Nelson's name is all over Orlando's all-time record book, including at the very top of the franchise leaderboard in assists (3,501, 725 more than second-place Scott Skiles). He was the final link to the Orlando teams that made the 2009 NBA Finals and the 2010 Eastern Conference finals, and was by far the Magic's longest-tenured player — a title that now, remarkably enough, passes to 24-year-old forward Andrew Nicholson, who came to the team in the 2012 draft.
After Howard orchestrated his exit from Orlando in the summer of 2012 — an ugly, brutally botched process that took more than a year and left behind bad feelings that will linger far longer — Nelson soldiered on, shouldering the load of a bottoming-out rebuilding effort as the team's elder statesman. He handled his former running buddy's departure with equal parts humor and steel, and his circumstance as a mentor for Oladipo (who it was clear would eventually supplant him) with grace.
As a result, he leaves the Magic with a near-limitless line of credit in Orlando, a glaring 180-degree difference from the way his longtime teammate left town. More from Robbins of the Sentinel:
“Jameer is the ultimate professional,” Magic GM Rob Hennigan said in a statement released by the team. “We truly thank him for his contributions to the organization, both on the court and in the community, during the last decade. He will always be a member of the Magic family.”
Nelson loves Orlando, too.
People close to Nelson say he has always remembered how kind Central Floridians and Magic employees were following the drowning death of his father, Pete Nelson Sr., in 2007.
Still, all the losing over the past few years have been tough on Nelson.
“He had a great 10 years, and it’s time to move on,” Nelson’s longtime agent, Steve Mountain, told the Sentinel. “The direction that the team is heading does not allow a proper opportunity for Jameer or the young players that the team has committed to. We’re appreciative of everything Orlando has done for us.”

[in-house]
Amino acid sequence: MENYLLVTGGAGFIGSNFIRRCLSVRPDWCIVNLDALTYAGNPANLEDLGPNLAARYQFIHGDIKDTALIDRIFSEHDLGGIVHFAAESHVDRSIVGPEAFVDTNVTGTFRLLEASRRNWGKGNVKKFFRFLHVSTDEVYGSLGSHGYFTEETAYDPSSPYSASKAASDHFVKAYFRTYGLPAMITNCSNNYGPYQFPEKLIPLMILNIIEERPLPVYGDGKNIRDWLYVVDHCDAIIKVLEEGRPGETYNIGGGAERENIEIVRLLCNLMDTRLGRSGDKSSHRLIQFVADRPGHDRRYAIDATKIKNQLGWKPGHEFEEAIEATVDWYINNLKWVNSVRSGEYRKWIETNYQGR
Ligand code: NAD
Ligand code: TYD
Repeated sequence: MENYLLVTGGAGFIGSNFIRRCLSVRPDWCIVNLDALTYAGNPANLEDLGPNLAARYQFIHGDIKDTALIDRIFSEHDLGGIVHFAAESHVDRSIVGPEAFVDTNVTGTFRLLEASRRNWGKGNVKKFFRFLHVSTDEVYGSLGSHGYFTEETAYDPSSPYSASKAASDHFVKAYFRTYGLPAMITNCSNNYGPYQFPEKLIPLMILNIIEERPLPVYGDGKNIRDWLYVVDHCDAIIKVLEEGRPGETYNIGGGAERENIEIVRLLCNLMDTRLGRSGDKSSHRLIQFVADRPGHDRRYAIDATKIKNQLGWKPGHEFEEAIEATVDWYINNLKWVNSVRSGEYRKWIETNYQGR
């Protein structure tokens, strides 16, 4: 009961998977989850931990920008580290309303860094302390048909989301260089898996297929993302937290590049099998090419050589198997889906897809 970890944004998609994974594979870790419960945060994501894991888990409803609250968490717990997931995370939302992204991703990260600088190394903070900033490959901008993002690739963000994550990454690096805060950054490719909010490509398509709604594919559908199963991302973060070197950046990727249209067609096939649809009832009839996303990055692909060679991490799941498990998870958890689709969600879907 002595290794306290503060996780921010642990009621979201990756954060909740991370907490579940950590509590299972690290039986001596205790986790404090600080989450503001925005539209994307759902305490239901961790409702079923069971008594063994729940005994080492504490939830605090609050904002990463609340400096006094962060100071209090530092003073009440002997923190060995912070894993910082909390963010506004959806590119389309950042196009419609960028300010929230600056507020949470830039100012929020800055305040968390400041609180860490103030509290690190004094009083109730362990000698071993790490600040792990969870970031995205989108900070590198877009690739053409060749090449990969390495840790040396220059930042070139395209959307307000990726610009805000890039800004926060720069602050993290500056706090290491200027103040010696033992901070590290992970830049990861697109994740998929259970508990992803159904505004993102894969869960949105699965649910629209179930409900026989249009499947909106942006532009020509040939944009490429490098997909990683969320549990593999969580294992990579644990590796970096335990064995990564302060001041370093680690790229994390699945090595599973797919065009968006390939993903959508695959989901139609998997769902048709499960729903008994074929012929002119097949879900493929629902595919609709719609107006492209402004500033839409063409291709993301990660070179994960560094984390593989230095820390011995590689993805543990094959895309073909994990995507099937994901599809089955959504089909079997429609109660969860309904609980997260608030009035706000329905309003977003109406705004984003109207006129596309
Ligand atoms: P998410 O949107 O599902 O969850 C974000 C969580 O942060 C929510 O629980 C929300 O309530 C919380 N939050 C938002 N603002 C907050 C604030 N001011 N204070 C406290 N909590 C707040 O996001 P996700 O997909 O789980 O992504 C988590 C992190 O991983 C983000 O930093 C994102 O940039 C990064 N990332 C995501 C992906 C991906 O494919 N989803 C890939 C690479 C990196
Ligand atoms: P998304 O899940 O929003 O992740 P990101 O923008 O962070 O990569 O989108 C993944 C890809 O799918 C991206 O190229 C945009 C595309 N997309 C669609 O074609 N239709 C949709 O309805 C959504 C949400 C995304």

And the Magic, clearly, are appreciative of everything Nelson has done for the franchise:
— Evan Dunlap (@BQRMagic) July 1, 2014
The Magic also changed the front page of their website to a splash page, complete with a career-spanning highlight video, thanking Nelson for his 10 years of service.
On the other side of those billboards and highlights, the Magic will have to forge a path forward led by the likes of Oladipo, Payton and young frontcourt pieces like Tobias Harris – who told John Denton of the Magic's website that he wants "to be a leader for this team" – double-double machine center Nikola Vucevic and 2014 top pick Aaron Gordon. (Without the likes of Nelson and traded shooting guard Arron Afflalo, it will be interesting to see just how head coach Jacque Vaughn can conjure up buckets for this year's model of the Magic.)
And while Nelson surely feels at least a pang or two at picking up after a decade in Orlando, he figures to have some suitors — albeit at a substantially reduced price tag — on the open market among teams eager for a steady veteran hand at the controls off the bench.
“I feel like I can still play at a high level,” Nelson told Robbins. “Given the right opportunity, I think I can help a team get to a championship and win one. That’s my goal. That should be everybody’s goal: to win a championship. If not, you’re playing for the wrong reason."
For a decade, Nelson's been a quiet, understated model of playing for the right reasons. Orlando's going to miss that, even if it makes perfect sense for the Magic to move on.